Talk to us. Let’s go back to your arrival on the campus. What was your very first impression? You said you had a very nice welcome, but coming at Christmas time down to Athens from Pennsylvania, what was your impression of the physical appearance of the campus?
Well, my impression wasn’t too good when I left Pittston, because when I got on the Greyhound bus and it took me a-day-and-a-half to get to Athens…
You were worn out, huh?
But I wanted to get there. Even if it took a week, I wanted to go there because that was the only chance I had in my life to improve my life. Because I wanted to play football, I wanted to make a contribution to the program wherever I went. It happened to be Georgia, and that is where I ended up.
You were at school here at a tumultuous time. War interrupted your schooling. What was life like on campus? I know …
Yeah. Well I think we only had about 2,500 students, and we got to know each other a lot easier than it is today. I guess they got 35,000. I don’t know whether I would be comfortable in a school that has 35,000, but we had good relationships back when I first came to Georgia. We got to know everybody, and you know we spent a lot of time on the campus talking, or going into a drug store (Moon-Winn’s), or having a Coke or something like that, but the relationship back then was a lot closer than it is today. Nobody had any automobiles and nobody had any money. When I came to Georgia, my scholarship was … I got $10 a month and they did my laundry. That was it. $10 took care of everything that I had to do — if I wanted to buy a Coke, if I wanted to go to the Varsity, if I wanted to buy shaving cream or anything of that nature, that was it. That is what I lived on.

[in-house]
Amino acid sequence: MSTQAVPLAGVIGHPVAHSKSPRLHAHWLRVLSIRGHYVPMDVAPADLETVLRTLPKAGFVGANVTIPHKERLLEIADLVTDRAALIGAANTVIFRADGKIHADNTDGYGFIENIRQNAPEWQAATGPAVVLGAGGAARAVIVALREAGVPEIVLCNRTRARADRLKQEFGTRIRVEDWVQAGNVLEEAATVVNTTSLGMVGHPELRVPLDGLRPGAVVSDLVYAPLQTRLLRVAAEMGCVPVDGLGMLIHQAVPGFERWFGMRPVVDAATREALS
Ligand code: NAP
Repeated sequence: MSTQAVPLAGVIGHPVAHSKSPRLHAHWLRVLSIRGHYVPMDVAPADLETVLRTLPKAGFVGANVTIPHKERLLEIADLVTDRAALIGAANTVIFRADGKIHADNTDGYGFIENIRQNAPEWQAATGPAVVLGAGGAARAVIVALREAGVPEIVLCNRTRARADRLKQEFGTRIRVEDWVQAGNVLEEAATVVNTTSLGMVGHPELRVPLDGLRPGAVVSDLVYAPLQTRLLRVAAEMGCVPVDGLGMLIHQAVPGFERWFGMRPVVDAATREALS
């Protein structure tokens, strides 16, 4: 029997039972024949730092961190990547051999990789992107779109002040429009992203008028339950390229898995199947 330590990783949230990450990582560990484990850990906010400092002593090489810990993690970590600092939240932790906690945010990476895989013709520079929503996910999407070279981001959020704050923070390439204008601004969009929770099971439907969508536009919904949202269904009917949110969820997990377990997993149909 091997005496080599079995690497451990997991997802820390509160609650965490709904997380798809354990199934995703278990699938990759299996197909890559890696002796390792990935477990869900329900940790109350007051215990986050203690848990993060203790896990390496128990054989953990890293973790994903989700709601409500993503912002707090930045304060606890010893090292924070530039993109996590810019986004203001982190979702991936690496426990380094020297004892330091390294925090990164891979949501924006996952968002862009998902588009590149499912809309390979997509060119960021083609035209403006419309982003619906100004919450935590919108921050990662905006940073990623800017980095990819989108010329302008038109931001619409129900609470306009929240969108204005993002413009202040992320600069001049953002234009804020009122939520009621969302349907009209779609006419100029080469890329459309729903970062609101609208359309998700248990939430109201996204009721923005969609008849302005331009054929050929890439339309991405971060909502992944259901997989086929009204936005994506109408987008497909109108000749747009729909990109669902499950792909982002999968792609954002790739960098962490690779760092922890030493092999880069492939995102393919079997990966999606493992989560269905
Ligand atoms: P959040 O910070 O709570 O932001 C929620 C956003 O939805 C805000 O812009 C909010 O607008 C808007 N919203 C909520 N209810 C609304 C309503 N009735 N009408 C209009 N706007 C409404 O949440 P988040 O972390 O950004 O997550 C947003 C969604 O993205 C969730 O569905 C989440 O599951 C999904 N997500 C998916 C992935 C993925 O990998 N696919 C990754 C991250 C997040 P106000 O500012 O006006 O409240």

That is amazing.